Cover image for The mirror of God : Christian faith as spiritual practice, lessons from Buddhism and psychotherapy
The mirror of God : Christian faith as spiritual practice, lessons from Buddhism and psychotherapy
Jones, James William, 1943-
Personal Author:
First edition.
Publication Information:
New York : Palgrave Macmillan, [2003]

Physical Description:
184 pages ; 22 cm
Format :


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BV4501.3 .J65 2003 Adult Non-Fiction Central Closed Stacks

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What are the benefits of being a spiritual person? This is the question that James Jones explores in his newest book, The Mirror of God . Jones contends that true religious belief is not a passive process and that one must work hard towards believing in God through acts such as prayer, meditation and communal worship. He explores the boundaries between psychotherapy and religious practice, looks at what Christians might learn from Buddhists and shows their effects on the body and mind. Jones is a psychologist as well as a professor of religion and, ultimately, he provides a blueprint for worship that's smart, effective and grounded in the real lives we all live.

Author Notes

James W. Jones is professor of religion and adjunct professor of clinical psychology at Rutgers University and a visiting professor in religion and psychiatry at Union Theological Seminary in New York.

Reviews 2

Booklist Review

The road to physical, spiritual, and psychological health may be paved with such practices as meditation, prayer, and attendance at Sunday services. That is, act as if you believe, and not only will you eventually believe, but you will also feel better during the process. Discipline, says Episcopal priest and psychologist Jones, is what brings people into contact with their primal experiences, contact that, in turn, contributes to overall good health. He notes studies finding that religious practice for its own sake is associated with lower levels of psychological distress and reductions in anxiety and depression. He knows whereof he speaks, since he often addresses in his clinical practice issues that once fell within the purview of priests and rabbis. Emphasizing that spirituality is one way people define themselves, Jones uniquely blends his experience as clinical psychologist, Christian clergyman, and student of Buddhism to compellingly affirm the interdependence of mind, body, and spirit. --Donna Chavez Copyright 2003 Booklist

Publisher's Weekly Review

Jones's newest offering is a paradox: a theoretical book about the benefits of religious practice, particularly those practices that promote a mystical encounter with God. Clinical psychologist, religion professor and author of 10 books, Jones draws on his two disciplines, religion and psychology, to argue that the practice of faith, not the content of one's beliefs, is what makes for a faith-filled life. The practices of prayer, meditation, worship and other disciplines are also the tools for personal transformation-what Jones calls the development of "spiritual selfhood"-and healthier, saner living. But he emphasizes that the awareness of and relationship to God that religious faith promotes must be the end sought, not better health or some other extrinsic purpose. Jones's comparative religions background produces an interesting chapter comparing Jesus Christ as "Anointed One" and Buddha as "Awakened One," two different paths taken and taught in response to human suffering. He also unpacks nuances in tracing the development over time of the Buddhist teaching of emptiness and its relationship to the logos (Word) of the Christian Gospel of John. Some parts of the book aren't as fresh (there's yet another critique of cultural materialism) while others report growing, empirically based understanding of the relationship between religion and health. Jones's dogged insistence that faith is nothing without patient, persistent practice is ultimately modest and a welcome report from the fields of religious, and clinical, practice. (Nov. 19) (c) Copyright PWxyz, LLC. All rights reserved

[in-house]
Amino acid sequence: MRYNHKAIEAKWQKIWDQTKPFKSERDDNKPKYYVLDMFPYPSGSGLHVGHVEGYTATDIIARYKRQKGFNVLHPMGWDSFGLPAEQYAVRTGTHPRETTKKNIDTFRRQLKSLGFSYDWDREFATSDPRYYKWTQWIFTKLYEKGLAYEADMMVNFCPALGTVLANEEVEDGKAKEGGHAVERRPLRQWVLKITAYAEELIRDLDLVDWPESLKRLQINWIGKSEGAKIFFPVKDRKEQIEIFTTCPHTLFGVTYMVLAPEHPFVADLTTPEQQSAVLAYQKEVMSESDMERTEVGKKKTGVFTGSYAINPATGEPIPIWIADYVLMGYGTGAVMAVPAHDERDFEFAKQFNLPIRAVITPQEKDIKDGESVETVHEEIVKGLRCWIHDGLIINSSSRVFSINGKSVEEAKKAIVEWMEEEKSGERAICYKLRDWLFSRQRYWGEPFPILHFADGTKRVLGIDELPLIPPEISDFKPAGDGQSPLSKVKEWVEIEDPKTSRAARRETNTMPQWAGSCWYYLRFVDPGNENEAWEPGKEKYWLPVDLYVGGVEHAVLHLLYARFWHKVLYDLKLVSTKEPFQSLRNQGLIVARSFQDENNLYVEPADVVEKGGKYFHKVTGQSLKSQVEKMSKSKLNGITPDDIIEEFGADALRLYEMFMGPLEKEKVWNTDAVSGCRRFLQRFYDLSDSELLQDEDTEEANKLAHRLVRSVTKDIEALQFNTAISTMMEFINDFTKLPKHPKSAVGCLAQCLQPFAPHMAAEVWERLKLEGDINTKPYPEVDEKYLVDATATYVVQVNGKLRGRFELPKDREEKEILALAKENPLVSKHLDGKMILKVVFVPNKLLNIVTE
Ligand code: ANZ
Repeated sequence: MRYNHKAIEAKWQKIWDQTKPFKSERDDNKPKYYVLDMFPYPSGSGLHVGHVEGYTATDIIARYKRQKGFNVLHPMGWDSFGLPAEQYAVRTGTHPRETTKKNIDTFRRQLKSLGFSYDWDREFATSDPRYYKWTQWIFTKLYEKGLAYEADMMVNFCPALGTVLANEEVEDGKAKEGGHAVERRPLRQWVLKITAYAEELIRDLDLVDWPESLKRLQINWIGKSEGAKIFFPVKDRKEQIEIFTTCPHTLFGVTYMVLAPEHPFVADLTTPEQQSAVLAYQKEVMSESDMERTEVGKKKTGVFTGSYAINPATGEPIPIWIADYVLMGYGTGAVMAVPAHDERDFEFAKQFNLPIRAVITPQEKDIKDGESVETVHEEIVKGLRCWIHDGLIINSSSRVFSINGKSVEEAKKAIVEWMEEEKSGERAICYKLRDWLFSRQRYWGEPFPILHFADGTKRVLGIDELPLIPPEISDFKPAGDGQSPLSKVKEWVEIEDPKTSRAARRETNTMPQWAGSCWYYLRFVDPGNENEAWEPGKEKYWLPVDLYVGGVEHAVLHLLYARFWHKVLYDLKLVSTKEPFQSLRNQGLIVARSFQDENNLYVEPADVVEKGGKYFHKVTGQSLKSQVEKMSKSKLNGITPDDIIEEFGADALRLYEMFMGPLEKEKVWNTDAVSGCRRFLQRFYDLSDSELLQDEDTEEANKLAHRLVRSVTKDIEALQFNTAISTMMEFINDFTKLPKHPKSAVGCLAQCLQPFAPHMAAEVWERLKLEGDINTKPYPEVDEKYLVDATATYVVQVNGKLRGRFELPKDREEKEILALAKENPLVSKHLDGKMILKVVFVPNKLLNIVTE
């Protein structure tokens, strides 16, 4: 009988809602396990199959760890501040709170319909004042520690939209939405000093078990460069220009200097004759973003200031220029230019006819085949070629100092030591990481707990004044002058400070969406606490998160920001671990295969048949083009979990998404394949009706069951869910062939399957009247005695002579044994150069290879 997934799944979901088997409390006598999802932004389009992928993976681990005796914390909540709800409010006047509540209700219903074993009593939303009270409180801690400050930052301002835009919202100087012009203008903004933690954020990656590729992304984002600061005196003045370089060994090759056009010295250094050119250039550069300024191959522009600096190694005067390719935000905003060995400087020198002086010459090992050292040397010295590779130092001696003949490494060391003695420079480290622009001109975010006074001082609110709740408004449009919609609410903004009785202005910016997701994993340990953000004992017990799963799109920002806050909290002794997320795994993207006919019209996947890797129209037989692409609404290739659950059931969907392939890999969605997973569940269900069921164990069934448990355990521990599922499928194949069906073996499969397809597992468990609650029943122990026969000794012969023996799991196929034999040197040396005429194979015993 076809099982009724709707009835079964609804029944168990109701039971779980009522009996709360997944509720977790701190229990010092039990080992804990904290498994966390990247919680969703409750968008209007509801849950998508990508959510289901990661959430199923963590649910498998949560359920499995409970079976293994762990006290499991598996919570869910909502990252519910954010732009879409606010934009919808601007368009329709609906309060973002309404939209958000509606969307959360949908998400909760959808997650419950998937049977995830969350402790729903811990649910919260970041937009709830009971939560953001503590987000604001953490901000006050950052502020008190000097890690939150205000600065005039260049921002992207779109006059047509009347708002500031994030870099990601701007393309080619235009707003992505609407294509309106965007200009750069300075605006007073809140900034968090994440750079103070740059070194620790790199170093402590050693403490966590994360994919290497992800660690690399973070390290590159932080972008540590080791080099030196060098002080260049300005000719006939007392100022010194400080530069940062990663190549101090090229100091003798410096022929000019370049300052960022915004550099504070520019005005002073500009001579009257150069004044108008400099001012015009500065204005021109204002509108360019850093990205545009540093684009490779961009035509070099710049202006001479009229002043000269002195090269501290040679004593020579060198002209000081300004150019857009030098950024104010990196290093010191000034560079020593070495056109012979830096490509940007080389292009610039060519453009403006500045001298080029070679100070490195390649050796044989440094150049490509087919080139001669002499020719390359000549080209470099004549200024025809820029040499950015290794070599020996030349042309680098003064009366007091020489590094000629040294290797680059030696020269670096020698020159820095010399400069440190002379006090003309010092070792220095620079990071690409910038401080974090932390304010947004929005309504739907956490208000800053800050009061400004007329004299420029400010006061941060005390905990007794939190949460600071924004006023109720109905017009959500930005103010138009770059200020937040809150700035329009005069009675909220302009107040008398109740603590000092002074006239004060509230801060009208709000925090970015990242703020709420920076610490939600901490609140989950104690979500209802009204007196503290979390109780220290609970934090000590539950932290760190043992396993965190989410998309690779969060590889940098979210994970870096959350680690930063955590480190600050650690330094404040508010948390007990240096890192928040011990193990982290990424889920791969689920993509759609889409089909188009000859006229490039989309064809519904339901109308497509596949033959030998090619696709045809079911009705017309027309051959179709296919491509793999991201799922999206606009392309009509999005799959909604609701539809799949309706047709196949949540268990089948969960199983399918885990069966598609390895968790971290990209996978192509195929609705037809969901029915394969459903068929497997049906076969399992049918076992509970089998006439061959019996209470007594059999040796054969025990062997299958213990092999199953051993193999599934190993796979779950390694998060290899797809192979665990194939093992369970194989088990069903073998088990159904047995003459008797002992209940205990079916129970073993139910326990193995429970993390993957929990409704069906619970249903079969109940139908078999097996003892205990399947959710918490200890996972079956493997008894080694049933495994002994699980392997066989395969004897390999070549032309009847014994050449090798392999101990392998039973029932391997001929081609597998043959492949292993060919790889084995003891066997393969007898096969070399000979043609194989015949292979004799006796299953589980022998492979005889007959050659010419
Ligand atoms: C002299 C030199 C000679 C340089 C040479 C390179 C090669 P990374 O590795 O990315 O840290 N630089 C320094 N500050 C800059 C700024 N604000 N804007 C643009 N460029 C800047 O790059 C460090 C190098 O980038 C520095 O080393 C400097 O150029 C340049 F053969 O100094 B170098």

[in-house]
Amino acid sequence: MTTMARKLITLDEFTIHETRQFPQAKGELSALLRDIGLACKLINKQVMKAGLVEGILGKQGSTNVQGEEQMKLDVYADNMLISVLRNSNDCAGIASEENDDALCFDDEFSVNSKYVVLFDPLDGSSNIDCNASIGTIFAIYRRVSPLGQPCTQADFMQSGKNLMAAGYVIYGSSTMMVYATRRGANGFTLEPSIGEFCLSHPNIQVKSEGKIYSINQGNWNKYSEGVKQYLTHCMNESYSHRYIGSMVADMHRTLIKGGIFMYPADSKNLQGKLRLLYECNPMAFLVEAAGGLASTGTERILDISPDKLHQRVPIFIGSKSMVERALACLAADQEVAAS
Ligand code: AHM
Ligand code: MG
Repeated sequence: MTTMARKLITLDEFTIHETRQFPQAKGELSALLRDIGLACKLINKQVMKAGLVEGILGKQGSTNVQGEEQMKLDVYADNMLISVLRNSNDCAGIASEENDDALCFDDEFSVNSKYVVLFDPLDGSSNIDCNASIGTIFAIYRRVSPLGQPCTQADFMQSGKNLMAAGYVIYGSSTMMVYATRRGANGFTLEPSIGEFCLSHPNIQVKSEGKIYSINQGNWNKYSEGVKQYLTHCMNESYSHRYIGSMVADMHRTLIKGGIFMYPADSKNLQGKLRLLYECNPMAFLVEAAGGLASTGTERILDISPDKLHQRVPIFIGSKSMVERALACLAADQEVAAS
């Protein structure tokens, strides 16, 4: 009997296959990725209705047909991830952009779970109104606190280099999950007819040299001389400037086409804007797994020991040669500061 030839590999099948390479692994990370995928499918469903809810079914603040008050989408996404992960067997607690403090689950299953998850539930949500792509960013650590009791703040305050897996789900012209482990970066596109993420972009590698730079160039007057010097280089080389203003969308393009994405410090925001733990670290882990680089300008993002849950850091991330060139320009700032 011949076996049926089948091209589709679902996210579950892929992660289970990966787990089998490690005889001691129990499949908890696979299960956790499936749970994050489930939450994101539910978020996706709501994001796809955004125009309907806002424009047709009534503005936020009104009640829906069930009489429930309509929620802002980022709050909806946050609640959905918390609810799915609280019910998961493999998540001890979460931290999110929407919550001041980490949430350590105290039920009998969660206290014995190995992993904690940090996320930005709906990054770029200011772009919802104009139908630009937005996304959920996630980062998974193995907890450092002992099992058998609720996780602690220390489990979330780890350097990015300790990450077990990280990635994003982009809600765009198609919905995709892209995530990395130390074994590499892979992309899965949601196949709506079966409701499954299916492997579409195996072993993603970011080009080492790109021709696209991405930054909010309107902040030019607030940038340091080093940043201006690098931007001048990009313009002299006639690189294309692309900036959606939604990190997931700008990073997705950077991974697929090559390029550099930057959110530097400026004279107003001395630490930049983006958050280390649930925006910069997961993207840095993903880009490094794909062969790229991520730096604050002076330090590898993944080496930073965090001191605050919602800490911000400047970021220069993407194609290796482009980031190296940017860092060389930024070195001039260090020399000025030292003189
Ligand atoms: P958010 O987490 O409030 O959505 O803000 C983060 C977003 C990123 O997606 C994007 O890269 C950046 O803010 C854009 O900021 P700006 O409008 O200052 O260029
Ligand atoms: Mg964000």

Table of Contents

Acknowledgementsp. vii
Introductionp. 1
Chapter 1 Faith as Practicep. 9
Chapter 2 The Paradoxical Presence Encountering Godp. 37
Chapter 3 The Cross-Legged Buddha and the Cross-Stricken Christp. 59
Chapter 4 Christian Spirituality and Modern Society Spiritual Practice as Cultural Critiquep. 95
Chapter 5 Autobiographical Interlude The Criticism of Criticism is the Beginning of Religionp. 121
Chapter 6 Spiritual Selfhood Spiritual Practices and Everyday Lifep. 141
Chapter 7 The Mirror of God Coping and Transformationp. 155
Epiloguep. 173
Bibliographical Essayp. 175
Indexp. 183